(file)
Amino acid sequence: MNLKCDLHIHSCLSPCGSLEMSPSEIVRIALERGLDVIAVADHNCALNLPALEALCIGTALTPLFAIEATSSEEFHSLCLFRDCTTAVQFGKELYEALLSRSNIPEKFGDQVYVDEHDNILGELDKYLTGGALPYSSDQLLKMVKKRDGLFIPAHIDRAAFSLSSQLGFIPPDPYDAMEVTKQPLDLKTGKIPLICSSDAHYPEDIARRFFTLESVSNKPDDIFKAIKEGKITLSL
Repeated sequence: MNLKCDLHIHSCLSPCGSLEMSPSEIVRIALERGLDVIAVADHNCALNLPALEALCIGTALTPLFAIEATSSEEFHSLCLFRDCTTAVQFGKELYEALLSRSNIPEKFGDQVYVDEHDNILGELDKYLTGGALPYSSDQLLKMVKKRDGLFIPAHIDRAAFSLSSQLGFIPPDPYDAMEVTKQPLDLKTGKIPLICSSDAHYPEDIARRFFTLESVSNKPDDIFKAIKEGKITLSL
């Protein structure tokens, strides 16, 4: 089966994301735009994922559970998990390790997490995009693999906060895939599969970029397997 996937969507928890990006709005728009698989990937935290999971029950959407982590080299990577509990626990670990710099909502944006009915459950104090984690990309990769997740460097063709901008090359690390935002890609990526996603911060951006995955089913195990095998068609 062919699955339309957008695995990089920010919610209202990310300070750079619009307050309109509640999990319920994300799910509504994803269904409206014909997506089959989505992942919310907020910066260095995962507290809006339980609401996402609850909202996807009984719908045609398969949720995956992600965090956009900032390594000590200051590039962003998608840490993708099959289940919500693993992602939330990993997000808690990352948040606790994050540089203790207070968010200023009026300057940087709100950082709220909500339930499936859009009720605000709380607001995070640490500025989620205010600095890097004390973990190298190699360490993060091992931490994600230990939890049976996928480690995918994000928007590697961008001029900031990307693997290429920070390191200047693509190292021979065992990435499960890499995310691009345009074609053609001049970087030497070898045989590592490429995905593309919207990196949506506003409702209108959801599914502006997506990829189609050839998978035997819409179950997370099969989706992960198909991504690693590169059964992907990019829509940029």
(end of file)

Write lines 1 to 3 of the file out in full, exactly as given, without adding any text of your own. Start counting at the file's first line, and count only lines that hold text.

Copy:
Amino acid sequence: MNLKCDLHIHSCLSPCGSLEMSPSEIVRIALERGLDVIAVADHNCALNLPALEALCIGTALTPLFAIEATSSEEFHSLCLFRDCTTAVQFGKELYEALLSRSNIPEKFGDQVYVDEHDNILGELDKYLTGGALPYSSDQLLKMVKKRDGLFIPAHIDRAAFSLSSQLGFIPPDPYDAMEVTKQPLDLKTGKIPLICSSDAHYPEDIARRFFTLESVSNKPDDIFKAIKEGKITLSL
Repeated sequence: MNLKCDLHIHSCLSPCGSLEMSPSEIVRIALERGLDVIAVADHNCALNLPALEALCIGTALTPLFAIEATSSEEFHSLCLFRDCTTAVQFGKELYEALLSRSNIPEKFGDQVYVDEHDNILGELDKYLTGGALPYSSDQLLKMVKKRDGLFIPAHIDRAAFSLSSQLGFIPPDPYDAMEVTKQPLDLKTGKIPLICSSDAHYPEDIARRFFTLESVSNKPDDIFKAIKEGKITLSL
């Protein structure tokens, strides 16, 4: 089966994301735009994922559970998990390790997490995009693999906060895939599969970029397997 996937969507928890990006709005728009698989990937935290999971029950959407982590080299990577509990626990670990710099909502944006009915459950104090984690990309990769997740460097063709901008090359690390935002890609990526996603911060951006995955089913195990095998068609 062919699955339309957008695995990089920010919610209202990310300070750079619009307050309109509640999990319920994300799910509504994803269904409206014909997506089959989505992942919310907020910066260095995962507290809006339980609401996402609850909202996807009984719908045609398969949720995956992600965090956009900032390594000590200051590039962003998608840490993708099959289940919500693993992602939330990993997000808690990352948040606790994050540089203790207070968010200023009026300057940087709100950082709220909500339930499936859009009720605000709380607001995070640490500025989620205010600095890097004390973990190298190699360490993060091992931490994600230990939890049976996928480690995918994000928007590697961008001029900031990307693997290429920070390191200047693509190292021979065992990435499960890499995310691009345009074609053609001049970087030497070898045989590592490429995905593309919207990196949506506003409702209108959801599914502006997506990829189609050839998978035997819409179950997370099969989706992960198909991504690693590169059964992907990019829509940029």